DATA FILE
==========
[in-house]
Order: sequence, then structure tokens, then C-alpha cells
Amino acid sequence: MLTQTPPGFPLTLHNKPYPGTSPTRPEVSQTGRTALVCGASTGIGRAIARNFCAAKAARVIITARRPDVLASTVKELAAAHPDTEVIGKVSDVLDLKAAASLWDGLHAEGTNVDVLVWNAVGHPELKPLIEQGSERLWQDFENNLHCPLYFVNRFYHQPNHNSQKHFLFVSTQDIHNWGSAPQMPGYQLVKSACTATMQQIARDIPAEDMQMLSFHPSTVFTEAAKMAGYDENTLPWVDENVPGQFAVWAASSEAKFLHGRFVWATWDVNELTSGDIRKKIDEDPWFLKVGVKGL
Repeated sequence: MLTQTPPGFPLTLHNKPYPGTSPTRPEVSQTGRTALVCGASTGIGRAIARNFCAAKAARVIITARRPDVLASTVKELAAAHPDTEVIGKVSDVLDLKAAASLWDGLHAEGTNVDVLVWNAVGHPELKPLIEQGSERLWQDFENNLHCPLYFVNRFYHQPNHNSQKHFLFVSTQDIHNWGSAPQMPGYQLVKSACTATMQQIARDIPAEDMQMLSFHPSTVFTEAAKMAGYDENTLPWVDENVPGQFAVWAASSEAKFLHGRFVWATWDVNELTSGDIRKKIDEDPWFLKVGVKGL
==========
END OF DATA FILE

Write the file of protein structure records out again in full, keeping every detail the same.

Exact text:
[in-house]
Order: sequence, then structure tokens, then C-alpha cells
Amino acid sequence: MLTQTPPGFPLTLHNKPYPGTSPTRPEVSQTGRTALVCGASTGIGRAIARNFCAAKAARVIITARRPDVLASTVKELAAAHPDTEVIGKVSDVLDLKAAASLWDGLHAEGTNVDVLVWNAVGHPELKPLIEQGSERLWQDFENNLHCPLYFVNRFYHQPNHNSQKHFLFVSTQDIHNWGSAPQMPGYQLVKSACTATMQQIARDIPAEDMQMLSFHPSTVFTEAAKMAGYDENTLPWVDENVPGQFAVWAASSEAKFLHGRFVWATWDVNELTSGDIRKKIDEDPWFLKVGVKGL
Repeated sequence: MLTQTPPGFPLTLHNKPYPGTSPTRPEVSQTGRTALVCGASTGIGRAIARNFCAAKAARVIITARRPDVLASTVKELAAAHPDTEVIGKVSDVLDLKAAASLWDGLHAEGTNVDVLVWNAVGHPELKPLIEQGSERLWQDFENNLHCPLYFVNRFYHQPNHNSQKHFLFVSTQDIHNWGSAPQMPGYQLVKSACTATMQQIARDIPAEDMQMLSFHPSTVFTEAAKMAGYDENTLPWVDENVPGQFAVWAASSEAKFLHGRFVWATWDVNELTSGDIRKKIDEDPWFLKVGVKGL